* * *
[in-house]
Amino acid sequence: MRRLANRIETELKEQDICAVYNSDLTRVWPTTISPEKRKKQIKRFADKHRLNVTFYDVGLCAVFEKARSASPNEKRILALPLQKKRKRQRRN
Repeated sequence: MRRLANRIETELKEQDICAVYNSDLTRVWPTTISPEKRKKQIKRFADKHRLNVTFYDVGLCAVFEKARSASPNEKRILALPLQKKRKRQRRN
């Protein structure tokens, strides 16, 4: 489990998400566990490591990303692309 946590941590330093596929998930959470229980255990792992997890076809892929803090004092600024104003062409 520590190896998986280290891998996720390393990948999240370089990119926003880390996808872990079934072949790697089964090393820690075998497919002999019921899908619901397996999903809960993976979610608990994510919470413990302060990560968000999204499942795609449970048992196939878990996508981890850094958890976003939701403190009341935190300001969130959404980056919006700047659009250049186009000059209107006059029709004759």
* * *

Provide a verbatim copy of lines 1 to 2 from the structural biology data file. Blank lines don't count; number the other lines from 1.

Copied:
[in-house]
Amino acid sequence: MRRLANRIETELKEQDICAVYNSDLTRVWPTTISPEKRKKQIKRFADKHRLNVTFYDVGLCAVFEKARSASPNEKRILALPLQKKRKRQRRN